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Advocates against gun violence call on lawmakers to take up background check bill

The activists visited the Wisconsin State Capitol Thursday. 'I'm begging … for change to happen now,' one said.

Two women stand together holding photos of their lost loved one.
Marlena Banks, left, and Cheryl Rohloff, right, of their family member, Tommy Shaw, who was a victim of gun violence Thursday, Sept. 21, 2023, during a press conference at the Wisconsin State Capitol in Madison, Wis. Angela Major/WPR

On the 27th anniversary of her brother’s murder Thursday, Marlena Banks spoke at the Wisconsin State Capitol to advocate for gun safety legislation.

“This affects more than just a community. It breaks families,” she said of gun violence. “I just hope that our legislators do care enough to pass these laws that would save lives and prevent the hurt that our family has had to go through.”

Banks and other advocates against gun violence were in Madison to demand action on legislation that they said will reduce gun homicides and suicides.

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They joined with Democratic lawmakers and the Democratic attorney general in calling for universal background checks and a “red flag” law that would allow guns to be temporarily removed from people deemed dangerous.

A person comforts someone in the crowd by putting their arm around their shoulders as they listen.
People listen to speakers during a press conference about stricter gun laws Thursday, Sept. 21, 2023, at the Wisconsin State Capitol in Madison, Wis. Angela Major/WPR

Bills to implement those policies have been introduced by Democrats, and are unlikely to pass the GOP-held legislature. Attorney General Josh Kaul called those measures “common sense.”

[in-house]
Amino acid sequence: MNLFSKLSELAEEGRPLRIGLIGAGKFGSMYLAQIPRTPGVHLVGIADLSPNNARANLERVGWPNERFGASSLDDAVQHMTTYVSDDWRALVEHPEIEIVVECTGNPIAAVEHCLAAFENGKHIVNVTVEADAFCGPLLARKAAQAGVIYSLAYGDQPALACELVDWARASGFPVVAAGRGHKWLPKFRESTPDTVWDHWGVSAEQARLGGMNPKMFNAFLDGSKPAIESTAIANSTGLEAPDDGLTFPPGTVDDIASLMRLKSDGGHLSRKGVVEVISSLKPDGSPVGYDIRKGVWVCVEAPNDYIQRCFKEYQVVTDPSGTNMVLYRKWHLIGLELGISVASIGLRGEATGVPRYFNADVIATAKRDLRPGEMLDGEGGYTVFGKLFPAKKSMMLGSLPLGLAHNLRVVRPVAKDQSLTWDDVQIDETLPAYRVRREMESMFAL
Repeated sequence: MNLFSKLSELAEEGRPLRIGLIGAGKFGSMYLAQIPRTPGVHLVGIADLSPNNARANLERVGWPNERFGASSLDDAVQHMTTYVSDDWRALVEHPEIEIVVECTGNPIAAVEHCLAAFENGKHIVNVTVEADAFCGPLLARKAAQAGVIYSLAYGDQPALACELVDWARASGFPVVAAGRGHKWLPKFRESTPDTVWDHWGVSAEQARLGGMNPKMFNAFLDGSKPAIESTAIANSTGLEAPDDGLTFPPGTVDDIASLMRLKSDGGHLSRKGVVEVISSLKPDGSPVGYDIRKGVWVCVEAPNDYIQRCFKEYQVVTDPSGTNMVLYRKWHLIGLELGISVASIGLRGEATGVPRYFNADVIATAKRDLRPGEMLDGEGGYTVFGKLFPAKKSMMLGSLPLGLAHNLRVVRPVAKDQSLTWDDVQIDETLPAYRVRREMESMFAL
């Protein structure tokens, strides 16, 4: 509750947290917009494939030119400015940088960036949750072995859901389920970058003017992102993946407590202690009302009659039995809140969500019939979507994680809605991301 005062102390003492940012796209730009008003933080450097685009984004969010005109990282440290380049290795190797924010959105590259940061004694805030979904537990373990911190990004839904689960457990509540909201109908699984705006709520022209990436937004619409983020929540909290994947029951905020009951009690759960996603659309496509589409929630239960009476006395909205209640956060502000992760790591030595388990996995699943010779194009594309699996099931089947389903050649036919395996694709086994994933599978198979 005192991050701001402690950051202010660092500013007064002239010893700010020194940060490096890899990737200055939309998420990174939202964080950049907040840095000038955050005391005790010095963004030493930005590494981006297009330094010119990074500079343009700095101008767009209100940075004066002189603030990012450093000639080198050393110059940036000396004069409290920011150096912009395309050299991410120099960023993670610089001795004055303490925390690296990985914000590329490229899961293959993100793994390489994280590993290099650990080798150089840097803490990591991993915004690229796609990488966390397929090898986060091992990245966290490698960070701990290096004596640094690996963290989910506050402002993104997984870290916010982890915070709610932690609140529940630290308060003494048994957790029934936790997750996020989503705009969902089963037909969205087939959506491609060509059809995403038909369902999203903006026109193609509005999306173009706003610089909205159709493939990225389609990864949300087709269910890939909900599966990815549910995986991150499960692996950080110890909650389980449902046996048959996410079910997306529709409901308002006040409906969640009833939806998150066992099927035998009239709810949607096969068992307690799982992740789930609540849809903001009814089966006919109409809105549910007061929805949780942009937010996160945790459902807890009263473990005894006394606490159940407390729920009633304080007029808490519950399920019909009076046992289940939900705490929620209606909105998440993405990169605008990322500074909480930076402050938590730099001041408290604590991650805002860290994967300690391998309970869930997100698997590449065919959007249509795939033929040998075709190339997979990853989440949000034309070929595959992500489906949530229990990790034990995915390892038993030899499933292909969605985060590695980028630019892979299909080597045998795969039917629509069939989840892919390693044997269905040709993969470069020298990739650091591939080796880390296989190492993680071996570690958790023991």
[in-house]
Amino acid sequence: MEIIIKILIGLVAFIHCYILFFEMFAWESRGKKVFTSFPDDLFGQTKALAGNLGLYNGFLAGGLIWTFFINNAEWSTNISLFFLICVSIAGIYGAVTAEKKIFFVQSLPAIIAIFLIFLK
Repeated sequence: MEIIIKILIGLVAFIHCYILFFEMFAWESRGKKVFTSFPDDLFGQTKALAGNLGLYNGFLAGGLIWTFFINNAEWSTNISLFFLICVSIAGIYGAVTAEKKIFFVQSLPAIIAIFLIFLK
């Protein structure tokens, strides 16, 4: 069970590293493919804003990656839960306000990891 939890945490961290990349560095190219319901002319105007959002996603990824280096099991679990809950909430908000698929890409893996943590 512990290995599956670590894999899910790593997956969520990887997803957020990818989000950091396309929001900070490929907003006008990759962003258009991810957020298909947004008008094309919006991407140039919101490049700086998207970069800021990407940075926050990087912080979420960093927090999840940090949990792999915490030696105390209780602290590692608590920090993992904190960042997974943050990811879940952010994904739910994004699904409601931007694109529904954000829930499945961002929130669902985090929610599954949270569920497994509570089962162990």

“To the legislators who are blocking this from moving forward: let me just say this,” he said Thursday. “If you are blocking common sense gun safety legislation from moving forward, you are not tough on crime.”

The group also supports two bipartisan proposals: one that would offer a tax incentive for gun safety devices, like trigger locks and gun safes, and one that would train gun store owners to respond to signs of suicidality in customers.

About two-thirds of gun deaths in Wisconsin each year are suicides, according to data from Everytown, a national gun safety group. Both suicides and homicides by gun have increased in Wisconsin, as elsewhere, in recent years.

Research shows that white people are most at risk for firearm suicides, while people of color, especially Black people, are most at risk for firearm homicides.

And guns are the leading cause of death among children and teens across the country, including in Wisconsin, according to the New England Journal of Medicine. The number of children being treated for gunshot wounds at Children’s Wisconsin hospital has spiked in recent years, according to the hospital’s president, Peggy Troy.

For those reasons, the advocates said Thursday, all Wisconsinites are affected by gun violence.

“Some people will try to make this out to be an urban issue, or a Black/brown issue,” said Darryl Morin, the director of Forward Latino, a group that organizes Latino voters. “But let me share this fact with you. Gun violence is happening in every county in every community all throughout the state.”

Morin also oversees the 80% Coalition, so named because polling indicates that about 80 percent of Wisconsinites support universal background checks on gun purchases.

State Sen. Johnson speaks into microphones at a podium.
State Sen. LaTonya Johnson speaks during a press conference Thursday, Sept. 21, 2023, at the Wisconsin State Capitol in Madison, Wis. Angela Major/WPR

Sen. LaTonya Johnson, D-Milwaukee, called on her colleagues to move the Democratic bills through the legislative process.

“For those families who have lost loved ones – and some of those families have been affected more than one time – they deserve the respect of this building, to at least give these pieces of legislation a hearing,” she said.

Anthony Cooper, the founder and president of Focused Interruption, an anti-gun violence group in Dane County, said he was “tired of losing people.”

“My plea – matter of fact, I’m begging – is for change to happen now,” he said.

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